Official websites use .gov

A .gov website belongs to an official government organization in the United States.

Secure .gov websites use HTTPS

A lock () or https:// means you've safely connected to the .gov website. Share sensitive information only on official, secure websites.

Current Events and Issues

Protecting Structures From Wildfire Embers and Fire Exposures

Posted: Sept. 1, 2022 by Faith Berry, Fire Program Specialist, U.S. Fire Administration

Community members and business owners must understand the importance of protecting their structures from ember and fire exposures (radiant, conductive and convective heat).

Preparing for all fire exposures, not picking and choosing only one, is vital for improving home and building survival chances.

What your community needs to know

Wildfires spread primarily by:

  1. Ember generation and deposition. Burning or smoldering pieces of material generated during a wildfire event can land on combustible material.
  2. Radiant heat. The heat from the fire raises the temperature of a combustible material until that material reaches ignition temperature and burns.
  3. Flame impingement exposure (conduction). The flame from a fire touches a combustible material and the material burns.
  4. Convection. The transfer of heat by moving hot gases ignites combustible material.

Along with protecting from fire exposure, hardening homes from exposure to embers that can travel great distances is one important piece in achieving structure survival.

Of these 4, embers (sometimes also called firebrands or flaming sparks) contribute to a significant percentage of home ignitions. These pieces of burning material lofted into the air by winds generated during the wildfire event can be small or large. According to National Institute of Standards and Technology (NIST) research, embers can be carried by winds and deposited several miles downwind PDF from the wildfire. During a wildfire, there can be millions of them generated that could impact a structure.

How embers cause structure ignition

4 primary areas where embers can lead to structure ignition are:

  1. Landing on the structure.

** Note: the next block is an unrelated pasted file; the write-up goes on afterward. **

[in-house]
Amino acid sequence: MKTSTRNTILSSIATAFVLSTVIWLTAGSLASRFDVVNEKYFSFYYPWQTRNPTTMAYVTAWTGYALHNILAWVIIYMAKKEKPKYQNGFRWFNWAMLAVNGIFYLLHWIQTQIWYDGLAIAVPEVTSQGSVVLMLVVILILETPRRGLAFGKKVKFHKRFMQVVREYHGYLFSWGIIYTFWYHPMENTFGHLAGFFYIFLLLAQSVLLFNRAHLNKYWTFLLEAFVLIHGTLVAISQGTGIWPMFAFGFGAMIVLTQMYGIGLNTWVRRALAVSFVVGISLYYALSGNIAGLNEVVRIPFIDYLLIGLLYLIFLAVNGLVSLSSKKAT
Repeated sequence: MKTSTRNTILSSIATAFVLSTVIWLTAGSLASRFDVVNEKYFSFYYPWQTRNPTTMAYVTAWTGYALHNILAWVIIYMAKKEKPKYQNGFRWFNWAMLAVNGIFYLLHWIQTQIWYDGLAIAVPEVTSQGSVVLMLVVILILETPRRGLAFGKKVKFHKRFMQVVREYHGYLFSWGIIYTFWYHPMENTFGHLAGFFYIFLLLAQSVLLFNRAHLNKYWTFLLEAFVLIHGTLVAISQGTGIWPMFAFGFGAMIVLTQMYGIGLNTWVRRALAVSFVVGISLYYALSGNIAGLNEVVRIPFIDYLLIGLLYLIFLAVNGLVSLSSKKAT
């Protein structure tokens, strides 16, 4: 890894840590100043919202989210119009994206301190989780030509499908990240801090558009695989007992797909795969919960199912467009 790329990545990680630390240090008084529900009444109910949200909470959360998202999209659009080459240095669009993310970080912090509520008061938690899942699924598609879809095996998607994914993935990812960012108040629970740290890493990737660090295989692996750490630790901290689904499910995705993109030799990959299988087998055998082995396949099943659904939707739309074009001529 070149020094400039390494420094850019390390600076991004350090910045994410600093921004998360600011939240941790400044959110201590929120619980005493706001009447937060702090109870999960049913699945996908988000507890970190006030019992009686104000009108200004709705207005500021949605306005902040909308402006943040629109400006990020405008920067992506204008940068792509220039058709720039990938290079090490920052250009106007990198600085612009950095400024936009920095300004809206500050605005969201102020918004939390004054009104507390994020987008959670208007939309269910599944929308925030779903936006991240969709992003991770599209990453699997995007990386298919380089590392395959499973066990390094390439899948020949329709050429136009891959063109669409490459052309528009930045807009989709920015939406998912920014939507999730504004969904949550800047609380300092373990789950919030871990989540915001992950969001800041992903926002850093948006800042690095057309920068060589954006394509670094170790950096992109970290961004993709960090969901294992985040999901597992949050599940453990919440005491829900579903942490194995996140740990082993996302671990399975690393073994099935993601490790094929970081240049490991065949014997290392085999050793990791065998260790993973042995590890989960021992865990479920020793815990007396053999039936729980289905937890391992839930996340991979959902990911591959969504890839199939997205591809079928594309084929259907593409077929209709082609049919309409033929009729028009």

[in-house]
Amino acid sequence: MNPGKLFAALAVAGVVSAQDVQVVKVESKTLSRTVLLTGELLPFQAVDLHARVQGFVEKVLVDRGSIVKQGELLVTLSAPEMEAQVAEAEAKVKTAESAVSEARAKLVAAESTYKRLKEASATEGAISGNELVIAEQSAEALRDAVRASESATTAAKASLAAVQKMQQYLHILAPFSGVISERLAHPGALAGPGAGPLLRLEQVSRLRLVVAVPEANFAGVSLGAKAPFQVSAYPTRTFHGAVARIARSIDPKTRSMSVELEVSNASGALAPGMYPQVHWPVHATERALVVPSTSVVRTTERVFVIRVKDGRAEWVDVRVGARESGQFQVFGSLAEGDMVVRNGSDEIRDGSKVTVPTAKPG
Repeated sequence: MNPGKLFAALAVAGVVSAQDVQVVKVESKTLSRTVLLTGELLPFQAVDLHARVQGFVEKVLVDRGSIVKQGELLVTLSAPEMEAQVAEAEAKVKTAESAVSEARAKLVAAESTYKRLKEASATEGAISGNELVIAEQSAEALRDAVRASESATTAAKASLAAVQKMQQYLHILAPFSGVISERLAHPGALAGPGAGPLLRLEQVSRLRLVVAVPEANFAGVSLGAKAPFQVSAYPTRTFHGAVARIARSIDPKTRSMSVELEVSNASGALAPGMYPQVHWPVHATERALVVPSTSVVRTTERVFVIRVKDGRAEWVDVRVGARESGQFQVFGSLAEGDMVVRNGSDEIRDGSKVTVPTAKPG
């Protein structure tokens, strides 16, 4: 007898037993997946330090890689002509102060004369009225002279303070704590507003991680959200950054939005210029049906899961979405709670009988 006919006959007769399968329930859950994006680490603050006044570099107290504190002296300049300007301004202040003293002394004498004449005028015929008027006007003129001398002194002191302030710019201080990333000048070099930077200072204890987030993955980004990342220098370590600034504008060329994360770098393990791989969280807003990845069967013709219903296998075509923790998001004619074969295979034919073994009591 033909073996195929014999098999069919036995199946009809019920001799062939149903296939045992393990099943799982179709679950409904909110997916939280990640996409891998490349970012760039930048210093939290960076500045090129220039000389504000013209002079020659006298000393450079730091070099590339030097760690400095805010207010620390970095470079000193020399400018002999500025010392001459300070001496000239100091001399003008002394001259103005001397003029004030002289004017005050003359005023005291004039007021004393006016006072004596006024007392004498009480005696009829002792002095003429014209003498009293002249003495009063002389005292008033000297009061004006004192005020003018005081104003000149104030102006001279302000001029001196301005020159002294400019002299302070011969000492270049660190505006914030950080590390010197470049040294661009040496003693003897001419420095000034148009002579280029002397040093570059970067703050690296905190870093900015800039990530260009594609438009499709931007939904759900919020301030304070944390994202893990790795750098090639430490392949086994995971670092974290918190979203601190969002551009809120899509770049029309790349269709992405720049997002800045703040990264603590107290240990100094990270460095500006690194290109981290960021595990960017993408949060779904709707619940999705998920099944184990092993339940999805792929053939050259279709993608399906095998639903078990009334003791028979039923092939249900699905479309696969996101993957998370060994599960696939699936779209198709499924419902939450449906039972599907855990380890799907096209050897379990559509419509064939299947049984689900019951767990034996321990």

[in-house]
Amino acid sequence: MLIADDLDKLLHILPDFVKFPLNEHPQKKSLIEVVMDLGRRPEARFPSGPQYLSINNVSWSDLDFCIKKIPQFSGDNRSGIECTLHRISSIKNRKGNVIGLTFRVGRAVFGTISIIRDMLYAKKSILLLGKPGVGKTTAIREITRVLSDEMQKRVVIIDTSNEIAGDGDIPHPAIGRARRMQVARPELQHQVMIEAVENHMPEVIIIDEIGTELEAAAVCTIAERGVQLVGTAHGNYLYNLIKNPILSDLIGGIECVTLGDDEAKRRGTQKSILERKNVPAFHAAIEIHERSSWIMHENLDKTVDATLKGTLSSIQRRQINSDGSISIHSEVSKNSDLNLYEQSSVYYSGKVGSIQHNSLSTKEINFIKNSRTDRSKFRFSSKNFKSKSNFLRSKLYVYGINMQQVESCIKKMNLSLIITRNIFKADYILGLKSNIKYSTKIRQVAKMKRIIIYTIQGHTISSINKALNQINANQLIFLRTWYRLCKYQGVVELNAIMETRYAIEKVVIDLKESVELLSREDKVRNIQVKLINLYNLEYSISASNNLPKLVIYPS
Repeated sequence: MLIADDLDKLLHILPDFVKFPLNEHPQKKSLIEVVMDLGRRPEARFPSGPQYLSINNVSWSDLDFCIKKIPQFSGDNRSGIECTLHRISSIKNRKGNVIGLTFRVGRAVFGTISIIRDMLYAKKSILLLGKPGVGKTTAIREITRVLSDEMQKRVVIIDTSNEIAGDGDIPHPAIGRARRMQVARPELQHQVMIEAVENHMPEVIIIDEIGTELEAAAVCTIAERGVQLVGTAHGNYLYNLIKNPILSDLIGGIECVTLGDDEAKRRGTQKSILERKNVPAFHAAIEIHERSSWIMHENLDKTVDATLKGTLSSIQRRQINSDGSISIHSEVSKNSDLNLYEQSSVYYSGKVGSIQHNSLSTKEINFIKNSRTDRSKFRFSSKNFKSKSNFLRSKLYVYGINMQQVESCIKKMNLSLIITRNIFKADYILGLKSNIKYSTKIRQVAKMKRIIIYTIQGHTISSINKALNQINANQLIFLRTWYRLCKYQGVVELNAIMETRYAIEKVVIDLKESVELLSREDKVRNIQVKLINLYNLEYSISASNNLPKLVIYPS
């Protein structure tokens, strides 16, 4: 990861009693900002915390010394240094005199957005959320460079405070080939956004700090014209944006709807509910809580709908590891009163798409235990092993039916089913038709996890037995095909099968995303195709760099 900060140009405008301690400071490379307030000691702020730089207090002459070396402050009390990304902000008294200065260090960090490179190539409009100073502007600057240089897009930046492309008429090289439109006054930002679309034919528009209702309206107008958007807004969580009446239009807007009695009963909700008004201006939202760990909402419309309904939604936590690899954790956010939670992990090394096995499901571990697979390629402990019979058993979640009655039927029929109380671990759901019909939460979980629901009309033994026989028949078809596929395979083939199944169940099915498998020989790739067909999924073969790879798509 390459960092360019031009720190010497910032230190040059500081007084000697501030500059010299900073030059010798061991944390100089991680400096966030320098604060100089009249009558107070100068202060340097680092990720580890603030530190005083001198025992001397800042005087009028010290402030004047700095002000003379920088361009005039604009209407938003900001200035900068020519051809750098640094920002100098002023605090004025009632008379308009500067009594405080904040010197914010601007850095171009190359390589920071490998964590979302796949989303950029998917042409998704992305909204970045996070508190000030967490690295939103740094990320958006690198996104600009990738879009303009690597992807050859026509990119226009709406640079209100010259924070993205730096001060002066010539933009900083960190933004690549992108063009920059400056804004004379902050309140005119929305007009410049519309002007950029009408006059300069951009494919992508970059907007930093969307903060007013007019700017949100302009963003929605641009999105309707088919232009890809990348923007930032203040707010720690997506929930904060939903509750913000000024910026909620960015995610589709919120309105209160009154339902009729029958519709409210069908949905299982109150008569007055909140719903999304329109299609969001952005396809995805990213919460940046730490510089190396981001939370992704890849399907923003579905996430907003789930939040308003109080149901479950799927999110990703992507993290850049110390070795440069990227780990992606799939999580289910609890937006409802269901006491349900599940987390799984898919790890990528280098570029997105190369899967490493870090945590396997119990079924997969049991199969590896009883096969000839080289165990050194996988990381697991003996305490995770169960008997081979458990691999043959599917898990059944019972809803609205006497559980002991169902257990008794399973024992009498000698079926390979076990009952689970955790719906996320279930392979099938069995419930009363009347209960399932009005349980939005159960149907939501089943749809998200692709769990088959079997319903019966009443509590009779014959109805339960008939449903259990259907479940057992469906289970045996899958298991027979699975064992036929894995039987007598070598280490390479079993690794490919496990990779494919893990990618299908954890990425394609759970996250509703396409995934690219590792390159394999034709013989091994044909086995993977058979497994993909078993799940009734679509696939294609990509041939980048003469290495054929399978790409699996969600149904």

2. Entering the structure.
  3. Landing on the landscape surrounding the structure.
  4. Landing on nearby fuels (fences, sheds, woodpiles, etc.)

Make sure these areas are routinely and carefully mitigated. During a wildfire, embers can land on buildings and the surrounding landscape. Also, embers can reach a building's interior through a point of entry, such as a window or vent.

During a wildfire, millions of embers can land on a home and the landscape surrounding the home. That is why it is so important to make sure that the home and parcel surrounding the home, including landscape, fences, outbuildings, etc., are routinely and carefully mitigated.

Interdependent factors

Residents must meticulously protect every potential part of the home and parcel that could become a point of entry for embers. There are many interdependent factors that influence the fire spread. An ember ignition can start a catastrophic chain of events. A single home catching fire can result in neighborhood destruction.

Smoldering

Sometimes embers smolder in flammable materials for many hours PDF before leading to the ignition of fire on areas such as a roof or deck or areas outside the structure of a home or commercial building. Visible flames may not appear until hours after the wildfire flame front has passed.

Take action

To learn about 40 steps that should be taken to mitigate the potential of structure ignition by embers during a wildfire event, check out Table A in Appendix A of the NIST report “WUI Structure/Parcel/Community Fire Hazard Mitigation Methodology PDF.”